Literary Fiction on Contemplation as the Goal
by Cristina H
(Dover, NH )
Question: I suppose the genre will most likely be a Literary Fiction since the focus is on philosophical questions. Can you suggest some works/books where Contemplation may be the Goal? Thank you so much, your website is a great resource especially for someone like me. I am just starting to nurture the desire to write my true life story, but since most events are so complex bordering unfathomable, I intend to use Literary Fiction.Answer:
Offhand, there are not a lot of stories with contemplation as the overall story goal, at least in the way Dramatica defines the term. These would be stories in which everyone is concerned about discovering the right way to think about an issue, or perhaps affected by whether a person in power can learn to evaluate issues in the best way.
One example that comes to mind, though not literary fiction, would be the science fiction film, I, Robot
. In this story, robots and computers are given a core command that says they must proactively prevent human beings from coming to harm.
The problem is that a super-advanced computer thinks about this command and realizes the only way to carry it out is to stop humans from harming each other, which means it has to take over the world and turn it into a giant prison in which humans have no freedom. (The computer also decides that achieving this goal is worth the cost of harming some humans along the way.)
The story goal is to
have the robots learn to weigh these issues differently, which is achieved by creating a robot with compassion. This new robot has a second processing unit, or "heart" that tells it that taking away freedom is also a type of harm. Thanks to his "heart," the new robot can weigh the issues in a different, more balanced way and reject the supercomputer's conclusions.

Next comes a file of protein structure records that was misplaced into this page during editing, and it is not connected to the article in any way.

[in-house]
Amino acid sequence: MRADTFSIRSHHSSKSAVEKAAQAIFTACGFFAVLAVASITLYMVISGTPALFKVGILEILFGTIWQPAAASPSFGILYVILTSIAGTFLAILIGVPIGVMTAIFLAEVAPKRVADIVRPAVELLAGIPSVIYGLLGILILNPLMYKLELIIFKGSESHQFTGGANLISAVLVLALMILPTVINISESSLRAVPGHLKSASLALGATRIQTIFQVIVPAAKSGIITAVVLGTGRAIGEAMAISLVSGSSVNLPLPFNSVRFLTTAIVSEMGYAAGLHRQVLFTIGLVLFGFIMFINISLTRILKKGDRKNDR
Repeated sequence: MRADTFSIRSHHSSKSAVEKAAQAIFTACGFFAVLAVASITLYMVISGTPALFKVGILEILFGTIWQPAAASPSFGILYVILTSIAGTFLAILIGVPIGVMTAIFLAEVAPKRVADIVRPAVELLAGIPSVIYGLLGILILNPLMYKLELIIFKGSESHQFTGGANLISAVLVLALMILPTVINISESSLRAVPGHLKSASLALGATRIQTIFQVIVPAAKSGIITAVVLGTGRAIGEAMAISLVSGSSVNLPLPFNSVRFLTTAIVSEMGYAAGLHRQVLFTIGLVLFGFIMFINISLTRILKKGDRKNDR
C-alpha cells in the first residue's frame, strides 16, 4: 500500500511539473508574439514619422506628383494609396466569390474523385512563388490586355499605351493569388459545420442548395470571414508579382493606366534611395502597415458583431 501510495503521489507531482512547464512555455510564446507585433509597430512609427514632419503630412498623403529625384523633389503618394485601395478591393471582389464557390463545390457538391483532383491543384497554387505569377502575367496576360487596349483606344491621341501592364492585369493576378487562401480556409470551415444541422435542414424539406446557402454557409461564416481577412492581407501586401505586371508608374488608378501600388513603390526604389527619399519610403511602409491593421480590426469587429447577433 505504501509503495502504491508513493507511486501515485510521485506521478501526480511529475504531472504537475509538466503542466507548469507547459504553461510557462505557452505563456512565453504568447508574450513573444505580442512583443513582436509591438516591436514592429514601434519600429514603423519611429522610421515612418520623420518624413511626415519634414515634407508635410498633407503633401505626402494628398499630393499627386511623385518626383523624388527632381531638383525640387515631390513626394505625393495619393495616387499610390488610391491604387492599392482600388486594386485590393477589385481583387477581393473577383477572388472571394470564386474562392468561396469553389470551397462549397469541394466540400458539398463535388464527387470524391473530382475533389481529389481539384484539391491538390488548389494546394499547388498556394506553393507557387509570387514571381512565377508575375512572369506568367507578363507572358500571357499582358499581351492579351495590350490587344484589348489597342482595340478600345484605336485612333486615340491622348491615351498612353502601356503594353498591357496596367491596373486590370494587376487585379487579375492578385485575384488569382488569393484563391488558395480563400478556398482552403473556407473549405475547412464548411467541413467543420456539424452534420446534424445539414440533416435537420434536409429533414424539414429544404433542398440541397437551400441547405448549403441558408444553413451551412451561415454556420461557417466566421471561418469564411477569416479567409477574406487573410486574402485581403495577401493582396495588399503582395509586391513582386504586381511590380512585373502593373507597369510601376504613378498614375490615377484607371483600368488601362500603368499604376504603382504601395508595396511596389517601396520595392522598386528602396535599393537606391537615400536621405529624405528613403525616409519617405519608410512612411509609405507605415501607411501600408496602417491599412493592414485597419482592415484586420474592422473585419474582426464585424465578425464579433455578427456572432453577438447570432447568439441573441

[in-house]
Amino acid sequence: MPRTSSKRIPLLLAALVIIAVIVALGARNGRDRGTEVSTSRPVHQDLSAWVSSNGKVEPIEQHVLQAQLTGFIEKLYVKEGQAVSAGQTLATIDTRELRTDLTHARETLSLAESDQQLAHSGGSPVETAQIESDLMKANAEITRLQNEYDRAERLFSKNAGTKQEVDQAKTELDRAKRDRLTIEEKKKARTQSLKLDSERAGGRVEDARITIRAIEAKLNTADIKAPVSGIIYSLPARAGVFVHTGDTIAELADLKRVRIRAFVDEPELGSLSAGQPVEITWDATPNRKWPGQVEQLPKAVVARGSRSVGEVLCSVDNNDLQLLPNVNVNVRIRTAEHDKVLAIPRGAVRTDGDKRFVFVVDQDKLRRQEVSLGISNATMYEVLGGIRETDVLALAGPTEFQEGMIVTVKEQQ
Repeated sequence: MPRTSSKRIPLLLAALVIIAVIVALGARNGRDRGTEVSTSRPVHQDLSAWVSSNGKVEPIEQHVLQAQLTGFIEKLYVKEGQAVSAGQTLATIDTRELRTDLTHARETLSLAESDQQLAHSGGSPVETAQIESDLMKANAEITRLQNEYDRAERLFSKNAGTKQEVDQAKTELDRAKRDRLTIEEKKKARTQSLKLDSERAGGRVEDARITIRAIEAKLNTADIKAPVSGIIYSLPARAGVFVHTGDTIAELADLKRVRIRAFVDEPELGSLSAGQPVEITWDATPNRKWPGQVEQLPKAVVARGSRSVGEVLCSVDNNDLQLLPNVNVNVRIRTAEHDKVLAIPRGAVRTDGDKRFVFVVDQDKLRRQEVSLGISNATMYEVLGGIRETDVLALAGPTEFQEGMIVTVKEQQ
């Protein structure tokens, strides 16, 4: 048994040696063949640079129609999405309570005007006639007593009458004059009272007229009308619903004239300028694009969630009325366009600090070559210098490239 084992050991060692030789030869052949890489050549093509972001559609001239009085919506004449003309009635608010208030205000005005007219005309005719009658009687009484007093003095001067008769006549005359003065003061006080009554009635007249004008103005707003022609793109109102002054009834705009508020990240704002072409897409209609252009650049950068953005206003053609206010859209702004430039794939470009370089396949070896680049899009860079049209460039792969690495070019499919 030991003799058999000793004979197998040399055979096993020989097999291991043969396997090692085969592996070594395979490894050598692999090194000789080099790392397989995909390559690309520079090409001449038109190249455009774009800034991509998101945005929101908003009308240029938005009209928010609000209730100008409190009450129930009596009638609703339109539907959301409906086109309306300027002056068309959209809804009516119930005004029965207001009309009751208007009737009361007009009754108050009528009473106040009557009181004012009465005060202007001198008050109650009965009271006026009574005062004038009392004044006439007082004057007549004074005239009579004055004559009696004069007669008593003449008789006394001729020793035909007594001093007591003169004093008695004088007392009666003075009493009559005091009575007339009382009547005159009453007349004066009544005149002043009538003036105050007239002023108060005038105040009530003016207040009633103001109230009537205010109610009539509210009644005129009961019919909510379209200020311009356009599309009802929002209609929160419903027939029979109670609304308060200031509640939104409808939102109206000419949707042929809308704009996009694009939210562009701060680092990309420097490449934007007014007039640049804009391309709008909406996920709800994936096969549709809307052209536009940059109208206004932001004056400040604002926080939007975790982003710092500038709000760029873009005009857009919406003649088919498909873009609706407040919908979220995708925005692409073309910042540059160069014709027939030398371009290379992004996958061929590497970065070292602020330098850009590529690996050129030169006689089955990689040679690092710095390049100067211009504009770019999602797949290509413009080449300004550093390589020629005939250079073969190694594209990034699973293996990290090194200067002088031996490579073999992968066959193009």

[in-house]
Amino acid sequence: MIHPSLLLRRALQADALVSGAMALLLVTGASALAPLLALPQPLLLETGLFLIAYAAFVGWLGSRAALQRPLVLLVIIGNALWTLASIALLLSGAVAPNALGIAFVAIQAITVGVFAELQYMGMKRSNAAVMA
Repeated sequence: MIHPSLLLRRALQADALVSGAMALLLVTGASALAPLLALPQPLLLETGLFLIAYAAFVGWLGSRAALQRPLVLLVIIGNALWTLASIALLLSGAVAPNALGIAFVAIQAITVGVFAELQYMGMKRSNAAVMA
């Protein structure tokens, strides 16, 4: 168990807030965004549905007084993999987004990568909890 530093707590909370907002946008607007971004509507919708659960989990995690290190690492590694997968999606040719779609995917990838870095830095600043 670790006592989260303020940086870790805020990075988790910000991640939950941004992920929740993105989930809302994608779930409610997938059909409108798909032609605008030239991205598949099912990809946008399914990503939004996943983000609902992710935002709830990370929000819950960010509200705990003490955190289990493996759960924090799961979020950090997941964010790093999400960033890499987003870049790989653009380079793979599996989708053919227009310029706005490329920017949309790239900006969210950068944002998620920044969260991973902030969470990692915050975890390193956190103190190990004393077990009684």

An example of a story in which the main character's personal concern (not the overall concern) is one of contemplation is the YA novel, The Fault in Our Stars
. In this book, the main character, Hazel-Grace, expects to die of cancer at a young age. She struggles with the challenge of how to live a meaningful life under these circumstances.
Initially, she adopts the cold-blooded realistic stance that says we live in an uncaring universe where death is inevitable and life is ultimately meaningless. The trouble is, she can't live her life from that stance and so becomes withdrawn and depressed.
The alternative presented to her is blind optimism, in the form of a boyfriend who is determined that his life will have meaning despite all the evidence to the contrary (he's also dying of cancer).
Eventually, Hazel-Grace learns to reconcile these two stances by embracing the idea that there can be "smaller infinities," and choosing to see her life as one of them. In other words, she learns to live in the moment, as if that moment were infinite and despite knowing that her life is limited.
Hope that helps.